American KunTao Silat

Uncle Bill Learn KTS Guru Site Discussion DVDs

Uncle Bill Learn KTS Guru Site Discussion DVDs


by: Kenny Willis Jr. (as told by Sifu/guro, Billy Bryant)

In recent years Martial Artist throughout the western world have been exposed to wide variety of southeast Asian Martial Arts. Muay Thai, arnis, kali, buno, bando, kuntao, and silat, are a few of the arts now gaining popularity in the United States and Europe. Kuntao is a southern Chinese word (Hokkien) used to describe many of the Chinese empty hand methods of fighting, and properly translated it means as fist way. The term fist way can also be found in such methods as Kenpo and chaun fa. Silat is generically used to cover a large spectrum of Indonesian martial arts. According to the martial arts historian and scholar Don Drager; there exist over 157 methods of silat. Bryant was told by his instructor that there exist more than 300 various styles of silat. According to Bryant Kuntao migrated into Indonesia approximately 3,500 somewhere from the Hokkien providence of china. This happens sometime during the 16th century. Since being imported into Indonesia there has been inter-marriage between silat and kuntao. Hence, it emerged in the Philippines as kuntao silat.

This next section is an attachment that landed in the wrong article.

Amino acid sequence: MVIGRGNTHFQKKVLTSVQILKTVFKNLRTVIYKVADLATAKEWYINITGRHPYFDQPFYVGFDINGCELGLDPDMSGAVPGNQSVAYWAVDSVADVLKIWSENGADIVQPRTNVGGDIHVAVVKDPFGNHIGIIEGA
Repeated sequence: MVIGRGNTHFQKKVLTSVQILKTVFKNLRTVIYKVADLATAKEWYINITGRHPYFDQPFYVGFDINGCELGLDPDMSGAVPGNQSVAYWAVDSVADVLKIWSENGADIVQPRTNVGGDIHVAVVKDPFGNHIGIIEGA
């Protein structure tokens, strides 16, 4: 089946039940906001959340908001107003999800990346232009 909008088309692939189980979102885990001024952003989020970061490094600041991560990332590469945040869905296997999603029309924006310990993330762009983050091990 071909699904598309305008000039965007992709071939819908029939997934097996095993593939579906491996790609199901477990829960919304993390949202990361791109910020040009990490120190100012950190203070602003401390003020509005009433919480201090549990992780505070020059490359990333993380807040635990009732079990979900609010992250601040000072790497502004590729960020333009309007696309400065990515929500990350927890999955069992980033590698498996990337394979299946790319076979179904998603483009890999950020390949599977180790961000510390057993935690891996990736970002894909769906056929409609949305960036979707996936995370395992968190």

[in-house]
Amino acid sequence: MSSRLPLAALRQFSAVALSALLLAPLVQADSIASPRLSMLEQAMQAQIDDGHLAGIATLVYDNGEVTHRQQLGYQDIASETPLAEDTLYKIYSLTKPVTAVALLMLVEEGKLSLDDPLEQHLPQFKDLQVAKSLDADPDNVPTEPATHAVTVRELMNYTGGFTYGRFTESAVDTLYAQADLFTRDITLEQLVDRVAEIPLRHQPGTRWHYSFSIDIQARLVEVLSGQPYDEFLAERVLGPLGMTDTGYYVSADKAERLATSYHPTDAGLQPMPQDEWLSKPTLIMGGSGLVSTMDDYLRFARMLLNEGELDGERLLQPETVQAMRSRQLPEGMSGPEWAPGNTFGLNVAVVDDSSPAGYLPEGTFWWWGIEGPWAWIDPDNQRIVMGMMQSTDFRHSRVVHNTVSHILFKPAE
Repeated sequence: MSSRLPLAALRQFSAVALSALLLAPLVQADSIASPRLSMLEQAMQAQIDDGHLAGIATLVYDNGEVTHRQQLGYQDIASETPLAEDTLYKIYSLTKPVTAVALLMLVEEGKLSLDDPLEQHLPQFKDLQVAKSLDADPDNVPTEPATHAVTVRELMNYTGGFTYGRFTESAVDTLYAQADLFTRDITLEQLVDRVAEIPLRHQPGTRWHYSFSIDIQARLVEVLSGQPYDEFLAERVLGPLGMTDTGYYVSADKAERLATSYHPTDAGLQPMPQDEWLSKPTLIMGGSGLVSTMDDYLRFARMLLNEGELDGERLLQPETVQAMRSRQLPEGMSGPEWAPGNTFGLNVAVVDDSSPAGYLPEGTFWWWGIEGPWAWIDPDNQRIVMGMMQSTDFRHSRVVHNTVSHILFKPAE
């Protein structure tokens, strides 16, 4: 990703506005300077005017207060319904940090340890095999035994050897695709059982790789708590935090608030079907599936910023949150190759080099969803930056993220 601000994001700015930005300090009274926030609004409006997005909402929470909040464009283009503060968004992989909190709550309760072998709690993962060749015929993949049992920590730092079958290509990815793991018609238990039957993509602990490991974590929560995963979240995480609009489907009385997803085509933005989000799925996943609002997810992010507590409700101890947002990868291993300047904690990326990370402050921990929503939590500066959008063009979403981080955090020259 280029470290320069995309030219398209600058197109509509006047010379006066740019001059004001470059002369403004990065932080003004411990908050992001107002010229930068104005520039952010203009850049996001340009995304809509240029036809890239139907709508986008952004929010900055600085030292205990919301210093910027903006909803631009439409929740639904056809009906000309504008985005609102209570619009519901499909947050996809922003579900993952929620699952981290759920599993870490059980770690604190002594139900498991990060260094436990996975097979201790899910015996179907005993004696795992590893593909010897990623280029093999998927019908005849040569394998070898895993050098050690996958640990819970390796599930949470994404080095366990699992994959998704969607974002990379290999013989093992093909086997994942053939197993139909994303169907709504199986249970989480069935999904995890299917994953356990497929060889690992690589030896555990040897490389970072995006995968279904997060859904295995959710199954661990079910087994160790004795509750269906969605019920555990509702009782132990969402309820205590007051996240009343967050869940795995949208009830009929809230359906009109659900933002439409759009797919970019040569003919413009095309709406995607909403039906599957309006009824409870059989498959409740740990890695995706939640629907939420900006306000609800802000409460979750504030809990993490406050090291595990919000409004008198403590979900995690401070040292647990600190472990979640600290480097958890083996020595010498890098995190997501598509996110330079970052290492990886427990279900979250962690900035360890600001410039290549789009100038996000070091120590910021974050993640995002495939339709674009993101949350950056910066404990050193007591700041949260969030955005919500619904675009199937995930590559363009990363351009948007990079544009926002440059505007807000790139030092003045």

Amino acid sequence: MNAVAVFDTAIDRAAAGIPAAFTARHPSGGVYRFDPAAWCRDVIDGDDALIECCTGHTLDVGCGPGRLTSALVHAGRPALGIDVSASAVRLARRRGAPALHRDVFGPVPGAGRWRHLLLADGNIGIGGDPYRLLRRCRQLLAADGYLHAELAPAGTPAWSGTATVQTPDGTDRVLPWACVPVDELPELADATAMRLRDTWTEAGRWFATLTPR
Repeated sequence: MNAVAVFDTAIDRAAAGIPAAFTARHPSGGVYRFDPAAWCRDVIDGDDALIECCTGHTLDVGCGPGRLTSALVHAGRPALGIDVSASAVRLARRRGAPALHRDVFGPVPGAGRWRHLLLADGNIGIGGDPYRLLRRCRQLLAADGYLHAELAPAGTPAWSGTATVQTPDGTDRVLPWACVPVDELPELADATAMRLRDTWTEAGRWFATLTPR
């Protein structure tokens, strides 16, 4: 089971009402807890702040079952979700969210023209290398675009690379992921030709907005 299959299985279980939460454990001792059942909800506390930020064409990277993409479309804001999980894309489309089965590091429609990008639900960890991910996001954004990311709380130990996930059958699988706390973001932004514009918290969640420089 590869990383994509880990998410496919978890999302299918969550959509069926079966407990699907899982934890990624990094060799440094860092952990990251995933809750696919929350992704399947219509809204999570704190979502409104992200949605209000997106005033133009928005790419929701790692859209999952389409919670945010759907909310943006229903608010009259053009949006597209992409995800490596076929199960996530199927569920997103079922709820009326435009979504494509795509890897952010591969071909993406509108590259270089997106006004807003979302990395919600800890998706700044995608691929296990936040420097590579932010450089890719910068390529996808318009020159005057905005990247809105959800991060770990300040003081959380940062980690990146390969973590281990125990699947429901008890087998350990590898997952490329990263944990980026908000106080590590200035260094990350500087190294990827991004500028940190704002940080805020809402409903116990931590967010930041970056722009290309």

Because of the cultural differences of the Filipino people, kuntao evolved into a significantly different art than practiced in China or even Indonesia. In the Philippines it became a part of the warrior arts. Totally efficient and totally brutal! It also picked up many principles and concepts from the Filipino war arts called kali, eskrima, estocada and the arnis. Kuntao silat as taught by Luis Amador Oliverez was originated during the late 1930's and was conceived after researching and combining the arts he learned during his childhood. Bunot (grappling), Sikaran (kicking skills), Espada Y Daga (sword & dagger), Kuntao and Malaysian Bersilat. Oliverez's father Jesus was an accomplished Eskrimador who had spent several years in Malaysian. His mother Mei Ling Tiusang was highly skilled in her families southern Kuntao system. During his adult life Luis Oliverez combined many of his familie's methods into his own personal method of fighting and called it Cadena de Mano, or chain of hand. As the name denotes Cadena de Mano is an extremely fast empty hand art. Every technique is a series of overwhelming attacks directed to various targets of the body. The art is explosive, no nonsense, devastating, brutal and easy to learn. There are no gaps in its movement no wasted motion. Every part of the body is a potential weapon, knees, head, hips, shoulders, elbows and foot etc. However, many of it's concepts and theories of motion are derived from the study of the Blade, Single Stick (solo baston), the intricate motions of Espada Y Daga (sword and dagger) and Sinwali. One can not fully understand "CDM", nor evolve without training in the weapon Division of this art. Especially when it comes to Blade Awareness.